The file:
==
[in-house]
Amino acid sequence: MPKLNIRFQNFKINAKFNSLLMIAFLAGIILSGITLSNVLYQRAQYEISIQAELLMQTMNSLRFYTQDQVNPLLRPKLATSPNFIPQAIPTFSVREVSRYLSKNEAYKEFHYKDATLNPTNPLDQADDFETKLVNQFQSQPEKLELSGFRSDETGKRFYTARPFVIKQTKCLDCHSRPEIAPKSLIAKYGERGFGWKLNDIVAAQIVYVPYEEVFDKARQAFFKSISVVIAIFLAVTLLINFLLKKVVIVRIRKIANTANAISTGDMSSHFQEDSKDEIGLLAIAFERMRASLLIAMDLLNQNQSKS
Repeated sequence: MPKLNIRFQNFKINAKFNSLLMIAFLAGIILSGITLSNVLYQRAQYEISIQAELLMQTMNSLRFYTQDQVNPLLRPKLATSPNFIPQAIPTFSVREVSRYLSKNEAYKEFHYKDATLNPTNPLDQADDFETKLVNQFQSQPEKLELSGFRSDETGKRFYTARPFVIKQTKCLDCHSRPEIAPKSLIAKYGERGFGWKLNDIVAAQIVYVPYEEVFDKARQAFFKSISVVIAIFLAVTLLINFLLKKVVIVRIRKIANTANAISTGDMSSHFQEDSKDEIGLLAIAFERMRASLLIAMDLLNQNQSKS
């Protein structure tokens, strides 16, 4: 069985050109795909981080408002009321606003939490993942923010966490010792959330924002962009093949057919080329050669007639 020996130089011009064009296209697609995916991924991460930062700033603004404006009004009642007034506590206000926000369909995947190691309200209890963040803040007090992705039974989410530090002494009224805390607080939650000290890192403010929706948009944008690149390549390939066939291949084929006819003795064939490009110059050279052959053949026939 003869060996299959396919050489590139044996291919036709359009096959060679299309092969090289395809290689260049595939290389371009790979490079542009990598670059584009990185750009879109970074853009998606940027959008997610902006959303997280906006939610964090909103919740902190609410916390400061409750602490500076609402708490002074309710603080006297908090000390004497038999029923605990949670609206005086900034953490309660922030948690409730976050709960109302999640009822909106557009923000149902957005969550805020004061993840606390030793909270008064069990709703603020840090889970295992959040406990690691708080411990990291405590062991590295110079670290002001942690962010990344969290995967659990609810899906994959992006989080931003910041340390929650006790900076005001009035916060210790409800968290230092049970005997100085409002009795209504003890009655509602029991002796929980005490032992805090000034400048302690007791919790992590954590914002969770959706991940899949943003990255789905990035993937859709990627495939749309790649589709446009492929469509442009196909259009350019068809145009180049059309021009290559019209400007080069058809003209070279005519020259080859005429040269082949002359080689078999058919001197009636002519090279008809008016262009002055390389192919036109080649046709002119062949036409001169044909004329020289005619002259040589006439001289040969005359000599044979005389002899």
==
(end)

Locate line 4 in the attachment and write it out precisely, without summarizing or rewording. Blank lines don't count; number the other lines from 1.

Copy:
């Protein structure tokens, strides 16, 4: 069985050109795909981080408002009321606003939490993942923010966490010792959330924002962009093949057919080329050669007639 020996130089011009064009296209697609995916991924991460930062700033603004404006009004009642007034506590206000926000369909995947190691309200209890963040803040007090992705039974989410530090002494009224805390607080939650000290890192403010929706948009944008690149390549390939066939291949084929006819003795064939490009110059050279052959053949026939 003869060996299959396919050489590139044996291919036709359009096959060679299309092969090289395809290689260049595939290389371009790979490079542009990598670059584009990185750009879109970074853009998606940027959008997610902006959303997280906006939610964090909103919740902190609410916390400061409750602490500076609402708490002074309710603080006297908090000390004497038999029923605990949670609206005086900034953490309660922030948690409730976050709960109302999640009822909106557009923000149902957005969550805020004061993840606390030793909270008064069990709703603020840090889970295992959040406990690691708080411990990291405590062991590295110079670290002001942690962010990344969290995967659990609810899906994959992006989080931003910041340390929650006790900076005001009035916060210790409800968290230092049970005997100085409002009795209504003890009655509602029991002796929980005490032992805090000034400048302690007791919790992590954590914002969770959706991940899949943003990255789905990035993937859709990627495939749309790649589709446009492929469509442009196909259009350019068809145009180049059309021009290559019209400007080069058809003209070279005519020259080859005429040269082949002359080689078999058919001197009636002519090279008809008016262009002055390389192919036109080649046709002119062949036409001169044909004329020289005619002259040589006439001289040969005359000599044979005389002899």